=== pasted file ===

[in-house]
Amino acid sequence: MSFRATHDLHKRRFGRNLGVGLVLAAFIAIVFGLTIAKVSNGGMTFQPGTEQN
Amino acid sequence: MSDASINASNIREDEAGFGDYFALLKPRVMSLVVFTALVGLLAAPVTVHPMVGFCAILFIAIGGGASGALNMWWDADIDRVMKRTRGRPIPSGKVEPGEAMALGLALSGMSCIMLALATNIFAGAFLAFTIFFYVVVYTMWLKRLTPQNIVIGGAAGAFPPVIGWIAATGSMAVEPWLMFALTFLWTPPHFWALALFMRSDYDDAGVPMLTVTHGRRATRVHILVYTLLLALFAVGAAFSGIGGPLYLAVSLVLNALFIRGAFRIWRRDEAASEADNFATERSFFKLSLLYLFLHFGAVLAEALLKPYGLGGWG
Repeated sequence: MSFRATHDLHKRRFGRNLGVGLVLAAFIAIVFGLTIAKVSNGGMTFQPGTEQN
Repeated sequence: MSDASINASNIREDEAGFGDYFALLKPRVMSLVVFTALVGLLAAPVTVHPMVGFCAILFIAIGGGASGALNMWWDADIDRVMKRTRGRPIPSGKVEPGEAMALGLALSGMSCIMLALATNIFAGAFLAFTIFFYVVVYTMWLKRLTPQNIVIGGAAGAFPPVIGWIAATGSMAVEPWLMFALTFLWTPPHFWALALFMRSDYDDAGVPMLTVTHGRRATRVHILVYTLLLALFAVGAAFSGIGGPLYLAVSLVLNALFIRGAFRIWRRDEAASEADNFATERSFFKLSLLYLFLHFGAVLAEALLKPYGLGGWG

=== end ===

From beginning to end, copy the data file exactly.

[in-house]
Amino acid sequence: MSFRATHDLHKRRFGRNLGVGLVLAAFIAIVFGLTIAKVSNGGMTFQPGTEQN
Amino acid sequence: MSDASINASNIREDEAGFGDYFALLKPRVMSLVVFTALVGLLAAPVTVHPMVGFCAILFIAIGGGASGALNMWWDADIDRVMKRTRGRPIPSGKVEPGEAMALGLALSGMSCIMLALATNIFAGAFLAFTIFFYVVVYTMWLKRLTPQNIVIGGAAGAFPPVIGWIAATGSMAVEPWLMFALTFLWTPPHFWALALFMRSDYDDAGVPMLTVTHGRRATRVHILVYTLLLALFAVGAAFSGIGGPLYLAVSLVLNALFIRGAFRIWRRDEAASEADNFATERSFFKLSLLYLFLHFGAVLAEALLKPYGLGGWG
Repeated sequence: MSFRATHDLHKRRFGRNLGVGLVLAAFIAIVFGLTIAKVSNGGMTFQPGTEQN
Repeated sequence: MSDASINASNIREDEAGFGDYFALLKPRVMSLVVFTALVGLLAAPVTVHPMVGFCAILFIAIGGGASGALNMWWDADIDRVMKRTRGRPIPSGKVEPGEAMALGLALSGMSCIMLALATNIFAGAFLAFTIFFYVVVYTMWLKRLTPQNIVIGGAAGAFPPVIGWIAATGSMAVEPWLMFALTFLWTPPHFWALALFMRSDYDDAGVPMLTVTHGRRATRVHILVYTLLLALFAVGAAFSGIGGPLYLAVSLVLNALFIRGAFRIWRRDEAASEADNFATERSFFKLSLLYLFLHFGAVLAEALLKPYGLGGWG